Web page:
Described as “a little bit of Mary Black and Cara Dillon, with some Emmylou Harris with Alison Krauss thrown in”, Co. Down singer songwriter Brigid O’Neill’s star has been steadily in the ascent since the release of her debut EP ‘Arrivals and Departures’, followed by the insistently catchy single ‘Don’t Make me Go to Town’.
Plaudits have continued to rain down with the release of her remarkable new album ‘Touchstone’. O’Neill’s debut album, produced in Belfast by critically acclaimed songwriter, Gareth Dunlop, (Tim McGraw and Faith Hill), and mastered in Nashville, featuring co-writes with Thomm Jutz, (Nanci Griffith) exhibits the full spectrum of her formidable repertoire.
Fans and critics alike have been drawn, not only by the sweet recipe of country-folk and blues blended with a delicious dash of jazz that has become her trademark ‘sound’, but also by the rapid development of an artist who has just set out on her journey.
Having won a prestigious Arts Council of Northern Ireland Artist Career Enhancement Award in 2016, which came hot on the heels of a Roots Radio Singer Songwriter of the Year nomination earlier the same year, in the last twelve months alone, she has sold out shows throughout NI, also opening for and singing alongside stars like Eddi Reader, Duke Special, Frances Black and Mary Coughlan. A regular visitor to Nashville (where she has performed at the world famous Bluebird Café and appeared on the Music City Roots show) Brigid collaborated there on exciting new material with Grammy-winning songwriters.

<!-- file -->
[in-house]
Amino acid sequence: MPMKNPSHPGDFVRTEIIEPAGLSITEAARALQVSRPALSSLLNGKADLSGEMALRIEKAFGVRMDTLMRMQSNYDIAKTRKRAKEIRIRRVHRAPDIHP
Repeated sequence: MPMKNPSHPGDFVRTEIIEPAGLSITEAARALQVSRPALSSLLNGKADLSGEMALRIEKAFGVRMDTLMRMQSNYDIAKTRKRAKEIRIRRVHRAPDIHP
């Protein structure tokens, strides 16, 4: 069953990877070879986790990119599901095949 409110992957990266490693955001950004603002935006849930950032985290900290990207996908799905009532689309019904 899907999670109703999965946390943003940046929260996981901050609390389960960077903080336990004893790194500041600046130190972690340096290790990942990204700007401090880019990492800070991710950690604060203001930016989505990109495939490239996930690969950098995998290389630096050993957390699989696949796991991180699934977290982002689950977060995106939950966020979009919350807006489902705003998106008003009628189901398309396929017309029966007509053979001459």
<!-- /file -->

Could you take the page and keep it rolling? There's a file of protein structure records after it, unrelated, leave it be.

O’Neill’s road to ‘Touchstone’ was not a stereotypical one. Although brought up in a household where she was captivated watching her mother singing, playing her father's vinyl albums of all the big musicals and memorising every word, it wasn’t until, as a student at Queens University Belfast , that a quaking Brigid would take to the mic at a local Folk Club – and became hooked. Despite the yearning for more, life got in the way and it would be many years, after working nine to five that O’Neill would write her first song, inspired by Foy Vance.
“Misunderstanding was one of the first songs I wrote. Many things had been going wrong - one after another. I thought the planets were lining up against me for a while. Then I sent the wrong text message to the wrong person one night! I was at one of Foy Vance’s small intimate gigs at the time and just blown away by his performance. I went home in a very low mood. Everyone else was in bed and I whispered Misunderstanding into my phone in about 5 or 10 mines. Sometimes songs come like that. Cathartic.”
There is no misunderstanding about O’Neill’s talent as a writer of heart wrenching, beautifully crafted lyrics.Sung with such conviction and sincerity they pull at your heart, and leave you wanting more.